Have Bike, Will Travel
Full-size, folding bike fits in the trunk or on the train and helps commuters get in a workout as they head for the office or back home.
For commuters, loading up the SwissBike mini is an easy task.
Courtesy Montague Corp.
Cambridge, Massachusetts – Daily routines can easily become hectic and overbooked, leaving you feeling time constrained. Workouts and other physical activities are the first things compromised and thrown aside in an effort to recoup sanity. Recognizing the difficulties that most people have with managing their busy schedules, Montague Corporation, a Massachusetts based bicycle manufacturer has launched SwissBike™, a line of bicycles that targets one of the most stressful aspects of the day, the daily commute. SwissBikes are full-size bikes, with full-size performance and comfort, but they fold to fit in the trunk of a car, on the train, or in a closet. The multiple functions of these bikes neatly fill in the gaps that often cause people to write off cycling as a serious time management and commuting solution.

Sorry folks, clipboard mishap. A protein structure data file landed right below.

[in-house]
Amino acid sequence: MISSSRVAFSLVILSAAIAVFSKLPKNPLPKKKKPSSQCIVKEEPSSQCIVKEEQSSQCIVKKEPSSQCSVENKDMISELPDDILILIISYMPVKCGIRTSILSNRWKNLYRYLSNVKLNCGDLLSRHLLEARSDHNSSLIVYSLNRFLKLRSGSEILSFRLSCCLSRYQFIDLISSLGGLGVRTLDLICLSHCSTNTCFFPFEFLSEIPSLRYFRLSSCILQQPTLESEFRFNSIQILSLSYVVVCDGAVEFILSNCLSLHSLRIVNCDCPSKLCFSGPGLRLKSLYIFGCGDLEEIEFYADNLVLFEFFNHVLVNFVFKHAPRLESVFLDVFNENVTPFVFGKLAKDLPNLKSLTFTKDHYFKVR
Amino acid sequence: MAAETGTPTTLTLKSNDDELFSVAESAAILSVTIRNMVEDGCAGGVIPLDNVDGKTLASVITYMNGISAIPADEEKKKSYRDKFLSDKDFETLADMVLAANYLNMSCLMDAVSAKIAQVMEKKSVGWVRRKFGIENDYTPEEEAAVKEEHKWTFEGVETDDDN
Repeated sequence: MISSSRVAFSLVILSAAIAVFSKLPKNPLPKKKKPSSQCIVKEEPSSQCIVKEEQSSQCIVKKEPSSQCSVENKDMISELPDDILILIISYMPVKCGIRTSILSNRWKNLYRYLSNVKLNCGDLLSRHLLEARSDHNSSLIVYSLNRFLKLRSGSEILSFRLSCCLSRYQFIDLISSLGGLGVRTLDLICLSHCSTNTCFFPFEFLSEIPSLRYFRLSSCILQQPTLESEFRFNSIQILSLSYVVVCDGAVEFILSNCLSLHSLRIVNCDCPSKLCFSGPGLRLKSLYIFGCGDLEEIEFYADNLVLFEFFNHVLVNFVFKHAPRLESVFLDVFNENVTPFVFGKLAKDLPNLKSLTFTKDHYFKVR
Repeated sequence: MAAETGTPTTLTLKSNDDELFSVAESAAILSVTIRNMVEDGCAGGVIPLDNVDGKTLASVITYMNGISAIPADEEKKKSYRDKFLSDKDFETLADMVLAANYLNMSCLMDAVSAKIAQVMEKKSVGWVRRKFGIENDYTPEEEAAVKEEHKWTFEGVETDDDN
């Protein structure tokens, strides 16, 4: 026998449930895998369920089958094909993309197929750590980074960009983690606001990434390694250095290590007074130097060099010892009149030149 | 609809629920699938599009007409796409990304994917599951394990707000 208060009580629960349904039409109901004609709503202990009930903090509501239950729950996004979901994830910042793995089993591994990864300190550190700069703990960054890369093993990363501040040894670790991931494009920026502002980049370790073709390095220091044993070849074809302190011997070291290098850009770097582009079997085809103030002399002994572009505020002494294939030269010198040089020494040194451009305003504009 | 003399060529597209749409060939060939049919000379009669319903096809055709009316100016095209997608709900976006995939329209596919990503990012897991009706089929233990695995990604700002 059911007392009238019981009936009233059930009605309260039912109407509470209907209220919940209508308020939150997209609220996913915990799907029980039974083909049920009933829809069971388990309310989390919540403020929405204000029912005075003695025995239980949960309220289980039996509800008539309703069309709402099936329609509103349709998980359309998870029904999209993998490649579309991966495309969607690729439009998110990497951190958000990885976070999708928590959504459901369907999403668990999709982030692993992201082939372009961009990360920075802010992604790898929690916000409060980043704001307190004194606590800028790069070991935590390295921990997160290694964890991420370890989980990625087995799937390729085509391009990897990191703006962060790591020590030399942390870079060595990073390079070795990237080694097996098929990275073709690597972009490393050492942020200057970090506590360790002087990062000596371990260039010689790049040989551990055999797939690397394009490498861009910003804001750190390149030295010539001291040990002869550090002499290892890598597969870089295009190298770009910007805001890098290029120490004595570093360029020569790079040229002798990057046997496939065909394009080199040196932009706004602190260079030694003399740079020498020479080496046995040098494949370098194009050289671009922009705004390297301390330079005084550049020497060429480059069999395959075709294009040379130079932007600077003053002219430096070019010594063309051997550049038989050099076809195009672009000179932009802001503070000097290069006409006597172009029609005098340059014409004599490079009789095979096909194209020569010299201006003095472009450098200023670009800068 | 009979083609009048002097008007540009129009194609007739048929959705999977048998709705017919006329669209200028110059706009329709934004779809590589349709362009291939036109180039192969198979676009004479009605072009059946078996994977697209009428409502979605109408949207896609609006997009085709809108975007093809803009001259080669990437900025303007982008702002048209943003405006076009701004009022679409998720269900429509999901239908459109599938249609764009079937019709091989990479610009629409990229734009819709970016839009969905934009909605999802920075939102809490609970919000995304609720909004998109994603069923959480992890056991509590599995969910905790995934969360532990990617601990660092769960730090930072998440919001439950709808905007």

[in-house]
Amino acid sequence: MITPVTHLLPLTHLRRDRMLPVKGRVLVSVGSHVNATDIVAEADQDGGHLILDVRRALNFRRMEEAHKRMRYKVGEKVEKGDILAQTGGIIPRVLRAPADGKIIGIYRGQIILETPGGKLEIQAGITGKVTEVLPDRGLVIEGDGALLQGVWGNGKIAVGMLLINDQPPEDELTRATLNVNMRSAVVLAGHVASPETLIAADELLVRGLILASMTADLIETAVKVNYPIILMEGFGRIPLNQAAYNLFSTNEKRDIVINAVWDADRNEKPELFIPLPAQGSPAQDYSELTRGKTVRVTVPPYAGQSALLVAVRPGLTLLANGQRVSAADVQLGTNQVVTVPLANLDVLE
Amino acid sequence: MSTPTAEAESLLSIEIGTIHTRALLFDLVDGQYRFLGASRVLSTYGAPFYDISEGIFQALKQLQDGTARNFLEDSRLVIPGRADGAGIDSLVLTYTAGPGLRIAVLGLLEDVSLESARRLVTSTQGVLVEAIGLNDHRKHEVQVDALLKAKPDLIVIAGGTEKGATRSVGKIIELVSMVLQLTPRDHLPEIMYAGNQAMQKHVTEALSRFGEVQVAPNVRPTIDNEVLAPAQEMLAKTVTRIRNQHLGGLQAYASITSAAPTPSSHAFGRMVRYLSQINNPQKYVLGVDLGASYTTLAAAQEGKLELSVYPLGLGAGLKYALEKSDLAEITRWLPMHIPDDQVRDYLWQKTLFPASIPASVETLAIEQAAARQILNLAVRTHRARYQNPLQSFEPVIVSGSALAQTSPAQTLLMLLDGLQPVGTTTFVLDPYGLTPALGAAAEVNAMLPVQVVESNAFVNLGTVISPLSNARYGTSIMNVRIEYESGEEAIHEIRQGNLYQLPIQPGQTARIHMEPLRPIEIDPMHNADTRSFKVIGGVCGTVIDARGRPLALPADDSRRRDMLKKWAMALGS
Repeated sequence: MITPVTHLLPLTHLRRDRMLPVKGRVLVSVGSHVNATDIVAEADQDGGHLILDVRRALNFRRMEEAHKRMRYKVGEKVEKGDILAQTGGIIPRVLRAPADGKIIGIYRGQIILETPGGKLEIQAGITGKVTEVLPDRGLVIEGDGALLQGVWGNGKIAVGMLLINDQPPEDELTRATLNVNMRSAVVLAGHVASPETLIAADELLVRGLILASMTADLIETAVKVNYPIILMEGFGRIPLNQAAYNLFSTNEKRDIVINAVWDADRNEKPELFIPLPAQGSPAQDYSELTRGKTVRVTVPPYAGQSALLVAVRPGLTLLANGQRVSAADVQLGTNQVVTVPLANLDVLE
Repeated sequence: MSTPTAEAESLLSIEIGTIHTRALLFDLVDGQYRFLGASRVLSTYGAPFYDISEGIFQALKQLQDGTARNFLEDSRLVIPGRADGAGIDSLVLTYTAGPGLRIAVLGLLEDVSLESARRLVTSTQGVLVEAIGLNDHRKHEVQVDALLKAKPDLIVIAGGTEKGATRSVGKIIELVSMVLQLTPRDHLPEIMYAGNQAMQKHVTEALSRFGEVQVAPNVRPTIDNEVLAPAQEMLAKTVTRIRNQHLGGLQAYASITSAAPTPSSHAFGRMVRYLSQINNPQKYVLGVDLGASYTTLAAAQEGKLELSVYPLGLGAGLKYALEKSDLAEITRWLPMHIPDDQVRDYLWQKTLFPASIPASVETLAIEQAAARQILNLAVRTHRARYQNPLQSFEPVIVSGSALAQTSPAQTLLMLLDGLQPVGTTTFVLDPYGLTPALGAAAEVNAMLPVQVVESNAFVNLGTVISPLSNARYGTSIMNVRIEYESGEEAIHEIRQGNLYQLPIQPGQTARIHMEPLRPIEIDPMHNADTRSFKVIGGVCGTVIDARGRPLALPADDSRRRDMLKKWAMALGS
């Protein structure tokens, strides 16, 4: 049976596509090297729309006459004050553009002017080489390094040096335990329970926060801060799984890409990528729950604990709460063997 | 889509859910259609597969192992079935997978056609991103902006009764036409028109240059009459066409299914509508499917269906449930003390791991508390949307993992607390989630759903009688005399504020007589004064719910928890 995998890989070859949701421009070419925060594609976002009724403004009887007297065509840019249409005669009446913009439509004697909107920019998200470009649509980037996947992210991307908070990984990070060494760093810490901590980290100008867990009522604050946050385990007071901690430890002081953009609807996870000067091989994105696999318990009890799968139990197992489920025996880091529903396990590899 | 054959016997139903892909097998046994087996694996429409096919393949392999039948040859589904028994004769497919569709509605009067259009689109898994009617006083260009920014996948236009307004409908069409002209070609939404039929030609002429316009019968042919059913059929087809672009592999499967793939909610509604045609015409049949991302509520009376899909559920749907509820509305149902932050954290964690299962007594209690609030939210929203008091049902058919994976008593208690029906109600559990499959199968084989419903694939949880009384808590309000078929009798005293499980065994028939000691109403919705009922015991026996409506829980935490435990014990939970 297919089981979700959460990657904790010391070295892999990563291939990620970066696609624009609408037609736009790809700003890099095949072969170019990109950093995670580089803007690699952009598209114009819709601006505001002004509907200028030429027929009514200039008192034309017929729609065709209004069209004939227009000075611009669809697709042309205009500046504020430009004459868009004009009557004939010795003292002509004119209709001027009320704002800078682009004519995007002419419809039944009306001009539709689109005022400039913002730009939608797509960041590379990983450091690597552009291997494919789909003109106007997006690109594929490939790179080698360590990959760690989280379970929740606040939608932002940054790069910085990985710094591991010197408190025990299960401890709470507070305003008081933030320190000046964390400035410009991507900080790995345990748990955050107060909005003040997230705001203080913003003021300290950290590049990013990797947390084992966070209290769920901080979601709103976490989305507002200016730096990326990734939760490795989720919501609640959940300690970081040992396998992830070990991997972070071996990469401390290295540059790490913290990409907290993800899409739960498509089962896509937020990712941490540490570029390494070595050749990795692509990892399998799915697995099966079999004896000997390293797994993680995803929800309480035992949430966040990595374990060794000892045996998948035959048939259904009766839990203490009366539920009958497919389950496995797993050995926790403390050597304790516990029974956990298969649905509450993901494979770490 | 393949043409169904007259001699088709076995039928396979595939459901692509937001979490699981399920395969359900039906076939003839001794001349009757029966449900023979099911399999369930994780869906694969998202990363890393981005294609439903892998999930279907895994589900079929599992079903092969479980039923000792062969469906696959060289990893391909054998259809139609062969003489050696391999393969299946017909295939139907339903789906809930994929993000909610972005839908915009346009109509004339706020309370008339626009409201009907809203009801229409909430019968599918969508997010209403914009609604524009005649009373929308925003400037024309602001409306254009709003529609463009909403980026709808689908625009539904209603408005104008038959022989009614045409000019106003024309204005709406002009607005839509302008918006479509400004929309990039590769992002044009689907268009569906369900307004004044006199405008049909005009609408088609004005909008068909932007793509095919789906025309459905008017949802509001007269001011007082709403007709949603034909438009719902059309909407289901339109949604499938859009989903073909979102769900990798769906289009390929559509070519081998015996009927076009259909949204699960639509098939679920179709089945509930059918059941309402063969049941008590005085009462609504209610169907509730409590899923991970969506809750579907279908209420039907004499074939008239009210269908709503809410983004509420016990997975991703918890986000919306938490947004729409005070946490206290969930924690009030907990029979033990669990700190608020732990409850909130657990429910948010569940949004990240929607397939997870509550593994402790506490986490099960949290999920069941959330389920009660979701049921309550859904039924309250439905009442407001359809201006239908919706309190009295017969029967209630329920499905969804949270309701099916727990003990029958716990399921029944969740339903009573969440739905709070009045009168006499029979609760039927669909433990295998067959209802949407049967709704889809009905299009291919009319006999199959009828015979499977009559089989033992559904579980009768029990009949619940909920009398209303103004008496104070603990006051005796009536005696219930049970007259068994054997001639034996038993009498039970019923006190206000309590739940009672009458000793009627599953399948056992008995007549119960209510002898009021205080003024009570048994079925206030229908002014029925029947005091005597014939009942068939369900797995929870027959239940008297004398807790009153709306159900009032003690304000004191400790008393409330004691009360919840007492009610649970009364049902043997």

Meredith Miller of Montague Corp. can relate. “The morning and evening commute used to be the most stressful time commitments of my day. Trying to fit a workout in at the beginning or end of the day is not always ideal. But, with a SwissBike in the trunk, I can find a safe, often free, place to park outside the city and ride the rest of the way into work. By doing this I am able to cancel my expensive gym membership and combine my commuting time with my workout time. The 5-mile ride at the beginning and end of the day works perfectly to keep me in shape and clear my mind. Now I can look forward to my commute.”
Montague Corp. refers to this concept as “Drive and Cycle” and sees it as a step toward redefining park and ride. “With a SwissBike in the trunk, a whole new freedom of mobility comes into play” David Montague says. “When the traffic is slow, pull over and pull the bike out. What people don’t realize is that in the city, it is often faster to get around by bike than in a car. If the weather is bad, leave the bike in the trunk and stay dry.”